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Children with ADHD are energetic, playful, highly engaged, and… did we mention energetic? That’s the stereotype, anyway. But the reality is that ADHD (particularly the inattentive type) does not automatically bring with it calorie-burning energy and a sleek physique. Its symptoms may actually trigger and exacerbate serious weight problems.
Psychologist John Fleming, Ph.D., of the Nutritional Disorders Clinic in Toronto, is among the first scientists to link ADHD and weight gain. In a 1990 study of overweight people who seemed unable to shed any pounds, Fleming found that subjects with ADHD exhibited “disturbed eating habits, with typically no regularly planned meals or snacks, and an inability to follow dietary plans for any useful length of time.”
Indeed, decades of research show a strong correlation between ADHD and obesity — so strong, in fact, that someone with ADHD is four times more likely to become obese than is someone without ADHD. Brain chemistry, poor impulse control, and erratic sleeping habits all conspire to encourage unhealthy eating — and to make weight loss feel impossible.
That doesn’t mean a child with ADHD is doomed to a life of obesity. But it does necessitate a serious understanding of ADHD’s effect on food intake, exercise habits, and overall health. Here’s why ADHD may make your child or teen more prone to gaining unwanted weight — and what you can do to get and keep him healthy.
Despite their assumed hyperactivity, kids with ADHD are less physically active, eat fewer healthy foods, and have higher BMIs than do people without ADHD, according to studies. This may seem counter-intuitive, but understanding ADHD provides clarity: The symptoms of ADHD that make it difficult to focus at school or manage appropriate behavior at home also make it exceedingly hard to eat properly and exercise on a regular schedule.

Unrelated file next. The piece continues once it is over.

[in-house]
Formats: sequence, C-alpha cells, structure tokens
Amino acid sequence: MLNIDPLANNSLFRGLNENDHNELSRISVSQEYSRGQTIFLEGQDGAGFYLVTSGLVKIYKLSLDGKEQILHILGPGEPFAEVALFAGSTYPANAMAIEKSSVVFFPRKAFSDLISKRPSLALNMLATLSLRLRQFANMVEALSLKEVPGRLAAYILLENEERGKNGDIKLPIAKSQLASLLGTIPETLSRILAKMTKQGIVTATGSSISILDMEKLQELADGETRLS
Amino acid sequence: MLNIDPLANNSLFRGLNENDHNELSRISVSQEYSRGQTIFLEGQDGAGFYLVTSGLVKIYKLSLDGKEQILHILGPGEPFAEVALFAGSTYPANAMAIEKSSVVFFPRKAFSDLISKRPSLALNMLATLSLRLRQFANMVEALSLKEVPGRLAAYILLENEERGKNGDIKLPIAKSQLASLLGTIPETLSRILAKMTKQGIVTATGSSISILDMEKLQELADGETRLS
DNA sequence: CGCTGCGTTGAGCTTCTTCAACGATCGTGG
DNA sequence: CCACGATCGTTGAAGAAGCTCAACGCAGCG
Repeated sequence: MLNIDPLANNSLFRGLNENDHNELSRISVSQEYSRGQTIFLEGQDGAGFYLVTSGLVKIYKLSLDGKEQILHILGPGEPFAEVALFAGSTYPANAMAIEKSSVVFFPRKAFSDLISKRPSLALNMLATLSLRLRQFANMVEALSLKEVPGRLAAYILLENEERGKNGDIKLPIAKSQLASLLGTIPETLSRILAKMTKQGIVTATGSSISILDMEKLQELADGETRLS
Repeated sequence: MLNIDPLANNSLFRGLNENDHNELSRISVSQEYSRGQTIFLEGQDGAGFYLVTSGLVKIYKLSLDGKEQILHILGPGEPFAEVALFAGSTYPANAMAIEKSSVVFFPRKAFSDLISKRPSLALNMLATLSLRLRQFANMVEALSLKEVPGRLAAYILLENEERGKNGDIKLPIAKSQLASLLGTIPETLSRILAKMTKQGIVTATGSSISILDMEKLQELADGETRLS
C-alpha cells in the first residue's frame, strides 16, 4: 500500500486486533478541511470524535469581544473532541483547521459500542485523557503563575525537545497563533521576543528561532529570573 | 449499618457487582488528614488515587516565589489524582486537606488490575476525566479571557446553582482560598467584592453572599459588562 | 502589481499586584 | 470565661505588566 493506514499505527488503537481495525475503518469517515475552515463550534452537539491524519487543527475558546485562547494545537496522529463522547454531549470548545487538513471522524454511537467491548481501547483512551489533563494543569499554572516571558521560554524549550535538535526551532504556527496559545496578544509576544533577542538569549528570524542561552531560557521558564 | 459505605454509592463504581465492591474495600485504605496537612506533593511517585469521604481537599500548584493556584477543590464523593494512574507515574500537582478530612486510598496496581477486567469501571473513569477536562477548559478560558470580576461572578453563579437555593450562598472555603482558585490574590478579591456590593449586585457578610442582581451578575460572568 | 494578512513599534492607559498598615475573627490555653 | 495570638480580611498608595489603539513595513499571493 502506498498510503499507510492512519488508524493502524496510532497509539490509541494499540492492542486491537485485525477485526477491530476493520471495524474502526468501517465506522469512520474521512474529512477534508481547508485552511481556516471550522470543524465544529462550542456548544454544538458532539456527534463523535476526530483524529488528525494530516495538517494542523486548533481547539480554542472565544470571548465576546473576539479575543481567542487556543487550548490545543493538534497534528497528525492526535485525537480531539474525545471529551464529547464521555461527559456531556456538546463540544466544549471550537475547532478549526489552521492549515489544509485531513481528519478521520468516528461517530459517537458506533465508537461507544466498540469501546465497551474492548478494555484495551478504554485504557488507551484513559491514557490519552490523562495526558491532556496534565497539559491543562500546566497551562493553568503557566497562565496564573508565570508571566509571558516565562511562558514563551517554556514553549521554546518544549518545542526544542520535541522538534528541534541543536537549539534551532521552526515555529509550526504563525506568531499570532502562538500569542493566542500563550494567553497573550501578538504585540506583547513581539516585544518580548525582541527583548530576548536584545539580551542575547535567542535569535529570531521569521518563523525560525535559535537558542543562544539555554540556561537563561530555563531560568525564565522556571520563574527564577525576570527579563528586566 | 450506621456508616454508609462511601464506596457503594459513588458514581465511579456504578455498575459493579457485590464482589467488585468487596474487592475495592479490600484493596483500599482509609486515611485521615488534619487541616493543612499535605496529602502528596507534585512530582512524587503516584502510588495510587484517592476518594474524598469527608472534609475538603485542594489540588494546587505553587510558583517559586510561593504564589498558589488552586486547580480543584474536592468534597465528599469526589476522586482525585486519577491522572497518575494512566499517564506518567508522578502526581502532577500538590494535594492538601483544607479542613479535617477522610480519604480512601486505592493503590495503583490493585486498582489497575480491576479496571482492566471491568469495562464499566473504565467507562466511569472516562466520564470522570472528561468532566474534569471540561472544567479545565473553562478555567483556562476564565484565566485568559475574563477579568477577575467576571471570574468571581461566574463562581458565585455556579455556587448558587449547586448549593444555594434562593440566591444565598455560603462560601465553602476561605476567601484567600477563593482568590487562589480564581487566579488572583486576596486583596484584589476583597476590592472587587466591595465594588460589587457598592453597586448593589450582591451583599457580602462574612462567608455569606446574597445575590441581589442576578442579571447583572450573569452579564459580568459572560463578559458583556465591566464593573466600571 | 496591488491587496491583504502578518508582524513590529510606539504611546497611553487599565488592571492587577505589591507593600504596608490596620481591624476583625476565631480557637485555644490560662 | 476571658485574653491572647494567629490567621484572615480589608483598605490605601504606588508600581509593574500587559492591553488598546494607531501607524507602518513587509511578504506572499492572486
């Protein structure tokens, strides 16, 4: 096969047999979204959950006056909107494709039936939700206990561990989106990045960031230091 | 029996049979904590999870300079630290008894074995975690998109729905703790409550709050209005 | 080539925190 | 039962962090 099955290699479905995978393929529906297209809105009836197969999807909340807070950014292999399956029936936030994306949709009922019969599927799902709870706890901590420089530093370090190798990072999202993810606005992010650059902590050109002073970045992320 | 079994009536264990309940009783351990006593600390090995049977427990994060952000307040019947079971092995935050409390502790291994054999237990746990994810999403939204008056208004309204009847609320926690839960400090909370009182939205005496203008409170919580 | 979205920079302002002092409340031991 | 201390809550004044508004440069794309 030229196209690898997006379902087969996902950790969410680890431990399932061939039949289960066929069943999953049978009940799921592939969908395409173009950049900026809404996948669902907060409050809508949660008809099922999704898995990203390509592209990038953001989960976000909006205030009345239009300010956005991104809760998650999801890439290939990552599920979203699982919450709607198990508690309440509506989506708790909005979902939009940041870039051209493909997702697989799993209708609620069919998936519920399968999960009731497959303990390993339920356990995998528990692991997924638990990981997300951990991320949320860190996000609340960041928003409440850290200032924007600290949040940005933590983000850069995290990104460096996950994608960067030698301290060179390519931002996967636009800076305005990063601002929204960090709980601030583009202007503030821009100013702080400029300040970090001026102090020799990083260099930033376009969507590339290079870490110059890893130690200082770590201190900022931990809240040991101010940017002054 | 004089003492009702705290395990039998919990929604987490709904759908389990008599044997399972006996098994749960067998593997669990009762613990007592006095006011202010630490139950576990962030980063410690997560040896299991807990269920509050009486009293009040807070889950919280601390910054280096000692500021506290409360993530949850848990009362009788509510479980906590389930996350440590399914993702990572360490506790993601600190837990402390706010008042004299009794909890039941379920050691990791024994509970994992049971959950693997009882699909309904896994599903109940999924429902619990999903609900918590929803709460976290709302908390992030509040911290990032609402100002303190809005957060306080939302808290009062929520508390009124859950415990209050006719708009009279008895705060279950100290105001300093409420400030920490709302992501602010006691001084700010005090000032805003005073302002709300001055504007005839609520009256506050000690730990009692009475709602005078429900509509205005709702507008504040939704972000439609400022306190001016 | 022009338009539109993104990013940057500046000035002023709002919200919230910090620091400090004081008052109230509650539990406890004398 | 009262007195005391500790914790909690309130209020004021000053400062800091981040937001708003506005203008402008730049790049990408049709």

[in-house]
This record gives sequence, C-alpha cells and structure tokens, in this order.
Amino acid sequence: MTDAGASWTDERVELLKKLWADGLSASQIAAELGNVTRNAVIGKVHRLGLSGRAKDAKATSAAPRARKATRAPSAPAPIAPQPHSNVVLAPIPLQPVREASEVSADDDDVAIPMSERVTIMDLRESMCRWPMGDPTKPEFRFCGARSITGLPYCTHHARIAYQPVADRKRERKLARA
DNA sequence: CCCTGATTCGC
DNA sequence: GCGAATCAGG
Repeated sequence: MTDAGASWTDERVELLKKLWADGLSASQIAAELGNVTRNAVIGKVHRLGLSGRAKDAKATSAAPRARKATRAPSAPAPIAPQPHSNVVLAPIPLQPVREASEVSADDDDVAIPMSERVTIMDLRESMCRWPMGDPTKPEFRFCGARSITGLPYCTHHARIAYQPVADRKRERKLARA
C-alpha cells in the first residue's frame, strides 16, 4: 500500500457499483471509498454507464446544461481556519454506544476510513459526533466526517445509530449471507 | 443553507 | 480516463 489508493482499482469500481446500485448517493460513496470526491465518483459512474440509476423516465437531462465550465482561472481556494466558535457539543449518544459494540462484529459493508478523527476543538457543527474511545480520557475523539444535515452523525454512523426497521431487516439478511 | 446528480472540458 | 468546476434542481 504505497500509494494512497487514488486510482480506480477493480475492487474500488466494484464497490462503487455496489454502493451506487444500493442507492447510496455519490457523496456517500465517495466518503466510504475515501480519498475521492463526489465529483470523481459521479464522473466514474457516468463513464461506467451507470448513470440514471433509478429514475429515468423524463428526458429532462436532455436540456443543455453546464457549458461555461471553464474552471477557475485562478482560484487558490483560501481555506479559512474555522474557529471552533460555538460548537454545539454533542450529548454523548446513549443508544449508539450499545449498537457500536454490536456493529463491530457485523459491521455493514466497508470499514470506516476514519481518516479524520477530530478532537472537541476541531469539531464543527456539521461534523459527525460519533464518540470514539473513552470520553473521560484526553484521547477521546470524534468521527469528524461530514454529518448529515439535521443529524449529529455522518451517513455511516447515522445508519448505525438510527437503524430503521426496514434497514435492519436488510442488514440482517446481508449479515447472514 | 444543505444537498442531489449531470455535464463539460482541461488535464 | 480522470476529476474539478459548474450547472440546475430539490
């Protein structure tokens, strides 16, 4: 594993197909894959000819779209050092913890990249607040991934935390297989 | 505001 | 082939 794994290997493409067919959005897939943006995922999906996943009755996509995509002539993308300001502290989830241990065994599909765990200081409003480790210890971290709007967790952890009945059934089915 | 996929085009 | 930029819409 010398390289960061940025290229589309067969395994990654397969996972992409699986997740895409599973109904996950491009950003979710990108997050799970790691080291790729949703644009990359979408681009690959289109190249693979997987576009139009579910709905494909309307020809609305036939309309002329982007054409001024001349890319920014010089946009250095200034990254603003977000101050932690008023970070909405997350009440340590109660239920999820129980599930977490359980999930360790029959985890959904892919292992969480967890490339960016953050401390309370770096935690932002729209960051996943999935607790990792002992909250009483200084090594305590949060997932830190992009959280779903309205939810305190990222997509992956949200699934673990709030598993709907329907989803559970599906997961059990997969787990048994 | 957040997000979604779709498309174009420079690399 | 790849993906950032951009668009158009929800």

Some factors of ADHD that make it easier to slide toward obesity include:
Executive function deficits: Maintaining a healthy weight requires robust executive functioning skills — used for everything from planning balanced meals to sticking with that daily bike ride. Kids with ADHD have naturally weaker executive functions, which makes starting (and keeping up with) a healthy daily routine much more taxing. Right now, you can micro-manage what your child eats and when he exercises, but your child must be able to manage that successfully on his own one day, and executive function deficits make it very hard.
Impulsivity: The ADHD symptom of impulsivity can have a devastating effect on an individual’s health. We are all bombarded with tantalizing (i.e. high-fat, high-sugar, high-carb) food daily. Most people can successfully manage their food-related impulses — and say no to a daily doughnut, for instance. Individuals with ADHD-fueled impulsivity cannot. Their impulses take the wheel and they reach for (and devour) the junk food before their minds catch up to say, “No!”
Poor interoceptive awareness: Interoceptive awareness helps us sense what’s going on inside our bodies — whether that’s hunger cues, thirst markers, or physical fatigue. A child with ADHD, however, is oriented outward — always looking for the next source of stimulation. As a result, she may struggle to pay attention to and make sense of what her body is telling her. Individuals with ADHD are more likely to interpret thirst (or boredom, or exhaustion) as hunger, and will often turn to food to fulfill that unclear internal need.
Poor sleep habits: A brain that’s constantly whirring will find it hard to “shut down” at the end of the day and fall asleep, so it’s no surprise that ADHD brings with it fitful or disordered sleep. And a wealth of research finds that sleep deprivation is a large factor in promoting obesity. When our bodies are sleep deprived, our brains release hormones that push us to overeat — particularly unhealthy foods that are high in fat and sugar. Simultaneously, our metabolism drops as our bodies attempt to conserve fat. This is an evolutionary relic of our caveman past — when lack of sleep usually meant famine — but in modern times, it backfires on sleep-deprived ADHD bodies.
“Procrastin-eating:” There’s an ADHD tendency to put off boring tasks by eating instead, a phenomenon that’s been dubbed “procrastineating.” Devouring a cheesy pizza is infinitely more interesting to the ADHD brain than is writing a term paper. Therefore, snacking becomes a tempting — albeit unhealthy — form of procrastination.